Bills introduced in both the Assembly and Senate to increase government transparency had their first committee hearings this week.
Senator Scott Wilk’s SB 53 would close a loophole in the Bagley-Keene Open Meetings Act – which applies to state boards and commissions – that currently allows two-member subcommittees to meet outside of public view. A similar loophole in the Brown Act was closed in the 1993. Writing in support of the bill, CNPA told the committee “[w]hen two-member advisory committees are allowed to meet outside of public view, the public only gets the benefit of an abbreviated version of the deliberations that underlie actions taken by the state body.” The Senate Governmental Organizations Committee heard the bill on Tuesday, and approved it unanimously. Bills similar to SB 53 were passed by the Legislature in 2014 and 2015, but were vetoed by Governor Jerry Brown.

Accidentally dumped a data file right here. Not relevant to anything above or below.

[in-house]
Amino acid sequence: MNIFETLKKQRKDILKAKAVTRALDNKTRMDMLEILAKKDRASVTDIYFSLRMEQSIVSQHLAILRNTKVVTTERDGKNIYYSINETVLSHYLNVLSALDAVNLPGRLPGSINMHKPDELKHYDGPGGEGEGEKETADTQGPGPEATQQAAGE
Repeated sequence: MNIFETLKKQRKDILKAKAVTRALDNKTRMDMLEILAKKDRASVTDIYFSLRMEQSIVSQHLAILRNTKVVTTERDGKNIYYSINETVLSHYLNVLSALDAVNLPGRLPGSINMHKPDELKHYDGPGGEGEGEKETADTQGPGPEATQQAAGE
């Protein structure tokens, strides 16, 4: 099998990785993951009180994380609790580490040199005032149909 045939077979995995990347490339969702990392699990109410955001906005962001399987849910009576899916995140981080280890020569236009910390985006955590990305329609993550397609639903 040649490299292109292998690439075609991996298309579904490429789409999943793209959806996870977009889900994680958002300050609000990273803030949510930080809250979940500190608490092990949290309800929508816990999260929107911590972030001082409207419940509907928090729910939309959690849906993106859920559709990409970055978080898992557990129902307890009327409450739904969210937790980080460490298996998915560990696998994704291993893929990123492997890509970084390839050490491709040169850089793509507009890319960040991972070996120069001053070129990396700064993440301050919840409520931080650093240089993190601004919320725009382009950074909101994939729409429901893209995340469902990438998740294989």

AB 322, authored by Assemblyman James Gallagher, would require local governments to post local campaign finance documents online within two days of the filing deadline, and is aimed at addressing the problem of members of the public having to travel to local government offices simply to view local campaign filings. The bill was heard in the Assembly Elections and Redistricting Committee on Wednesday. CNPA submitted a letter in support of the legislation, and spoke at the hearing to encourage the committee to move the bill along in the legislative process. The committee passed AB 322 unanimously. Committee Chairman Marc Berman, who has joined as co-author of the bill, noted at the hearing that “the bill will provide greater transparency for local campaign disclosure filings by improving the accessibility of those filings.” AB 322 will next be heard by the Assembly Appropriations Committee.